Ivory Tower

2014

Documentary / Family / History / News

1
Rotten Tomatoes Critics - Certified Fresh 84% · 51 reviews
Rotten Tomatoes Audience - Upright 87% · 1K ratings
IMDb Rating 7.0/10 10 1403 1.4K

Director

Top cast

720p.BLU 1080p.BLU
834.4 MB
1280*720
English 2.0
PG-13
23.976 fps
1 hr 30 min
Seeds 5
1.67 GB
1920*1080
English 5.1
PG-13
23.976 fps
1 hr 30 min
Seeds 6

Movie Reviews

Reviewed by Austin392hemi 8 / 10

Tackles a subject that needs more attention.

This movie was on CNN tonight and it was a heck of a lot more informative than another two hours on CNN of what "might happen" to Bill Cosby's career. Or "when" the grand jury MIGHT decide in Ferguson. This movie to me was very informative and passionate too. The subject of rising college tuitions and what to do about it is very tough. And good points were brought out pro and con. The sad part is a normal kid like myself back in the (gulp) 70s could GO TO COLLEGE if the desire was there. You could work your way through college and even student loans were within reason. It is sad that my generation has failed miserably to afford the same opportunity. Which brings me to the one part of the movie that was blatantly missing. WHY? They skimmed over . . .no ignored completely the burning question of cause. How on earth can tuition for ONE semester go from $200 to $25,000 in less than 30 years?

Reviewed by jdeureka 7 / 10

"Ivory Tower" rates an A+ -- Yet is profoundly lacking

"Ivory Tower" is very good and the best thing that I know of to date on this subject.

But. It is the tip of a Mount Everest of an iceberg. It is by no means exhaustive.

For example, "Ivory Tower" does not consider the alternative models of higher education that work elsewhere. This is an abysmal crack in the middle of this otherwise A+ contemporary piece of documentary investigative journalism.

For starters, why not consider the viable alternative models of higher education -- their traditions & place within their own indigenous cultures -- in Europe? And what the USA can learn from them? Europe is, after all, the taproot of US higher education. For at least a decade now there's been a wave of young Americans who come to Europe for affordable, excellent higher education. Reverse immigration -- is this not tragic? Why the myopia in "Ivory Tower" which suggests this crisis is only a US problem or only has a US solution? On one level this documentary is like the "World Series" in US baseball --which pretty much excludes the rest of the world.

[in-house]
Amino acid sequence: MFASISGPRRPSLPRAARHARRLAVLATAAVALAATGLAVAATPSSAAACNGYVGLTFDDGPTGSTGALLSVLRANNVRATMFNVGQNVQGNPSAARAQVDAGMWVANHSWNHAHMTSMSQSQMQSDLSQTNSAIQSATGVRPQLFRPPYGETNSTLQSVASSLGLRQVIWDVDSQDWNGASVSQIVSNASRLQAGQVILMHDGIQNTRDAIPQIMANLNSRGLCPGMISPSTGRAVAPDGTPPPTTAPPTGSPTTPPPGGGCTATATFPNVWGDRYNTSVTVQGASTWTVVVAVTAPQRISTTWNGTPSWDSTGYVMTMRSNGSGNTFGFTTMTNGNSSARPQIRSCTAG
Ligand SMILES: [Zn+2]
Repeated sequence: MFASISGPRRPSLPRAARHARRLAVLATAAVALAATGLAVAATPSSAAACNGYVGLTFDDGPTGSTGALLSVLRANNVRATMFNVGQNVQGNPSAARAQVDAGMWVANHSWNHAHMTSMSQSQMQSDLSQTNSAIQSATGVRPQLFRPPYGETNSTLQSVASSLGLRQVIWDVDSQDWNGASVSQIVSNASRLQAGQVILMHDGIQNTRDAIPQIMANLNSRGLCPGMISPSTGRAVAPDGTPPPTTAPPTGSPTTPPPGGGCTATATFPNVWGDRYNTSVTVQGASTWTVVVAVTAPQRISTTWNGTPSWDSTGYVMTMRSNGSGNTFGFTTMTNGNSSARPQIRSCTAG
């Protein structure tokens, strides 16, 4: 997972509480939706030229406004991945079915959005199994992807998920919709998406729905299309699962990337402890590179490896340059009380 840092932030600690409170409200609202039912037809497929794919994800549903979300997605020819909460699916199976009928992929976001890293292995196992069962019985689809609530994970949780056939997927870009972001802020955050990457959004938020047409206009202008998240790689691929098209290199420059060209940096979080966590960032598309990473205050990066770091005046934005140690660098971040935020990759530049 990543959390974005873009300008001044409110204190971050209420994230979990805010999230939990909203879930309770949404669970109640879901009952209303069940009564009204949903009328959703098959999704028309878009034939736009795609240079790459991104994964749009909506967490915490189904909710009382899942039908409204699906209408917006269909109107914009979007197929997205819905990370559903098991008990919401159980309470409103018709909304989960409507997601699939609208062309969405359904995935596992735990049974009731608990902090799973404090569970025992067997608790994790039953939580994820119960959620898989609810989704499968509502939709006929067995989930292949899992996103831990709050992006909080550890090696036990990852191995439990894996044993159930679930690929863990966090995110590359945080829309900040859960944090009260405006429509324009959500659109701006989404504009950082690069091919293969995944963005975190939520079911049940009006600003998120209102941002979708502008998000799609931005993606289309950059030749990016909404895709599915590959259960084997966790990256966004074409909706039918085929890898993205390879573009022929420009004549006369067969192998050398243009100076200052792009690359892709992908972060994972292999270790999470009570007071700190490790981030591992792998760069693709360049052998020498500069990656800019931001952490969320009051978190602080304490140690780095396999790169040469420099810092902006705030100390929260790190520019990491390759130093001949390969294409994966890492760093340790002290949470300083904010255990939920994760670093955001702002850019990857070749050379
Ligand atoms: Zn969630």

That said, this is otherwise an excellent news piece about a deeply troubled, divided time in US Higher Education. There's almost a percolating Civil War. For "Ivory Tower" is also about the larger crisis in US social mobility. Plus suggests an institutional crisis in teachers' failure to deal with this problem in conjunction with their students -- since they together are the front line soldiers in this struggle.

The film's frustration is satisfying. It honestly exposes a problem that will not go away because of solutions proposed by the US government (local or national) or by the utopianism of digital technology.

The solution is somehow with The People -- as the Cooper Union segment ironically shows. Yet The People are oddly passive. Why? "Ivory Tower" is right. The USA's higher education system is either being deeply restructured to favor an economic elite or America is witnessing the destruction of the older, GI-Bill, democratic model of the dynamic engine of college education & social mobility.

Yet in "Ivory Tower" are the key fissures even identified? This is more of a cry, a frantic waving for help. And you can't tell if the troubled figure is waving or drowning.